Hispanic voters are becoming a key element in Colorado politics, representing more than 10 percent of the vote and likely to double that amount in a few years (they are 20% of the population).
Most recent polls tend to give Democrats about a 20-point advantage with them. A 60-40 percent split would be about the Hispanic level of Democratic support in the 2010 midterm.
But by a number of public opinion measures, Democrats appear to have been hurt by the recent delays in immigration decisions. A number of Hispanic political leaders and opinion writers are sending, at best, warnings to the party and, in some cases, encouragement for the community to not vote to punish Democrats.
Gallup reports that among the overall population, only 15 percent of adults rate immigration important, but 25 percent of Hispanics do – their second biggest issue after the economy. A Wall Street Journal/NBC News poll had Hispanics approving the president by 56 percent above his 42 percent national average, but below the 62 percent approval Hispanics gave him in 2010. That gap is a measure of the decline in Hispanic enthusiasm for Democrats. And, although 62 percent said they prefer Democratic control of Congress, that is down from 90 percent in 2010.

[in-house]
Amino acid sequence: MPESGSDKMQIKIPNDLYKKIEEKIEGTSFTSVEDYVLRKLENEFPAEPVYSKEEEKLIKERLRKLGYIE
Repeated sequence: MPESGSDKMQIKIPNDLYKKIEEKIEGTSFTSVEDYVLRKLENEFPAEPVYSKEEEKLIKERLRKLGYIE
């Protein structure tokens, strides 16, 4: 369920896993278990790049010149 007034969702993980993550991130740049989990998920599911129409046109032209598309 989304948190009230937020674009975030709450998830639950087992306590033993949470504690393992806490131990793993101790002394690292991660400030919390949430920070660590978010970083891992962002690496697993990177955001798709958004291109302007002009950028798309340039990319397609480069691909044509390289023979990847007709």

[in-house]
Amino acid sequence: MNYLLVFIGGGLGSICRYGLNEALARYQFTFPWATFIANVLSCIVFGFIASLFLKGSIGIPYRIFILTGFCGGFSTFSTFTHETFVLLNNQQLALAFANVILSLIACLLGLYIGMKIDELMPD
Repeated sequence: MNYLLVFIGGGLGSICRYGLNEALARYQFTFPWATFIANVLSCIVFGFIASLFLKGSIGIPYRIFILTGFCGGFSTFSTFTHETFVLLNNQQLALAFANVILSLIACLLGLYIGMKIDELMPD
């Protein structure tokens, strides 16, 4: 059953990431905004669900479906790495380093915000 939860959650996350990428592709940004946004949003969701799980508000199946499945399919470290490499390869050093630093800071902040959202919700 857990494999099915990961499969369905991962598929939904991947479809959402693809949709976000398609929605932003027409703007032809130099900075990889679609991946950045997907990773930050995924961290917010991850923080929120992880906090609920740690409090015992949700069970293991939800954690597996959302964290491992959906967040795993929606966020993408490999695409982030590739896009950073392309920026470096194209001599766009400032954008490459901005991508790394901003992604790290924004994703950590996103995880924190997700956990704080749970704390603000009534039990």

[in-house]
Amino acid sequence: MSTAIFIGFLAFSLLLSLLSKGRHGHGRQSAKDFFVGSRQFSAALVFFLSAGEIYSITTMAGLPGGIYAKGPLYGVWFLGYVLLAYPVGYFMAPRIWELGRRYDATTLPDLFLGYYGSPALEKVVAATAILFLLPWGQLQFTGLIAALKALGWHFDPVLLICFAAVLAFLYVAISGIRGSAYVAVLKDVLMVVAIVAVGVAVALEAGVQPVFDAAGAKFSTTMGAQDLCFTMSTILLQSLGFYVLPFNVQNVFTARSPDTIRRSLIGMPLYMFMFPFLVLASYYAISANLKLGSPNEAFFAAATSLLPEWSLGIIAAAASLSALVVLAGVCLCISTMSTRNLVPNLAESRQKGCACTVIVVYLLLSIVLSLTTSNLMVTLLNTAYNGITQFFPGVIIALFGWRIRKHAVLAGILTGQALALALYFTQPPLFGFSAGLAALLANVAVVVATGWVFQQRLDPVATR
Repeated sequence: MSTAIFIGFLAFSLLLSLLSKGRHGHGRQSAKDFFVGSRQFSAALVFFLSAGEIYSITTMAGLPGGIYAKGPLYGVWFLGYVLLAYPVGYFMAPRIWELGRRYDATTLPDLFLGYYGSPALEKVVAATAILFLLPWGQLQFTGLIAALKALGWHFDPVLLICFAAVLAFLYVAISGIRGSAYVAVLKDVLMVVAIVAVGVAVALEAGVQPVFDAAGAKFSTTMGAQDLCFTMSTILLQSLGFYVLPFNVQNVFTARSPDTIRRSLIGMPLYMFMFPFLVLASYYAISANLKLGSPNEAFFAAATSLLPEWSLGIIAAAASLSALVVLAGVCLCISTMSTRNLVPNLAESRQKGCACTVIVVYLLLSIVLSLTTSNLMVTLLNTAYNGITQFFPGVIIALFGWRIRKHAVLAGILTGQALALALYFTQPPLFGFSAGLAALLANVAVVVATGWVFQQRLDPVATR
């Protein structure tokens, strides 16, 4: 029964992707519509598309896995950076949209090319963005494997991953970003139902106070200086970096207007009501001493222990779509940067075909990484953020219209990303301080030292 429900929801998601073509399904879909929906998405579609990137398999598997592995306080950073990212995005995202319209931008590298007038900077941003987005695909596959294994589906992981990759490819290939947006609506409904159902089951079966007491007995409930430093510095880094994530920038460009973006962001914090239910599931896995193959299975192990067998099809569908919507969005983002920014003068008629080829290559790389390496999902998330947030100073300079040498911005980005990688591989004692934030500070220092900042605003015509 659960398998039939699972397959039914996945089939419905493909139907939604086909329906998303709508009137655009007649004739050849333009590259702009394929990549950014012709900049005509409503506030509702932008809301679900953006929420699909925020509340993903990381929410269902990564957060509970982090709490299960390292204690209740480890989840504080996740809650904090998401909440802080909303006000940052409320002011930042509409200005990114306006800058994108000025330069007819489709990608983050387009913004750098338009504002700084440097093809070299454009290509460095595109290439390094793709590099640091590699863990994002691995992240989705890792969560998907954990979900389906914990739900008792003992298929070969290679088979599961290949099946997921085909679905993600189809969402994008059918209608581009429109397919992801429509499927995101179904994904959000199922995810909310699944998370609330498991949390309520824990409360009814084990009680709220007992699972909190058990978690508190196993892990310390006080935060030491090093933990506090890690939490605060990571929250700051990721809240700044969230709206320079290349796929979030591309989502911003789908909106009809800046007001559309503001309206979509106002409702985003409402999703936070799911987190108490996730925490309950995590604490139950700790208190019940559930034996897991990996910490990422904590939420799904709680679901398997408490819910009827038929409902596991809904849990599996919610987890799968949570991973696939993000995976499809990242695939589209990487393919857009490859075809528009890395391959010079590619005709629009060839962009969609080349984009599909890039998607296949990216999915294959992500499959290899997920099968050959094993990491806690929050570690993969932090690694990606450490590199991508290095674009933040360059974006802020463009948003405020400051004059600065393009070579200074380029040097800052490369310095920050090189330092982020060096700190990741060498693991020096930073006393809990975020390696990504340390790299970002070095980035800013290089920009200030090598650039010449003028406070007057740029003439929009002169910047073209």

At the very moment embattled Colorado Democrats need their base to turn out and support them, national politics may be undermining the effort.
Wall Street Journal: Frustrated Hispanics are down on this year’s midterms
Gallup: Obama’s September job approval rating among Hispanics is lowest of his administration
Pew: Neither party gets good marks from its base for handling illegal immigration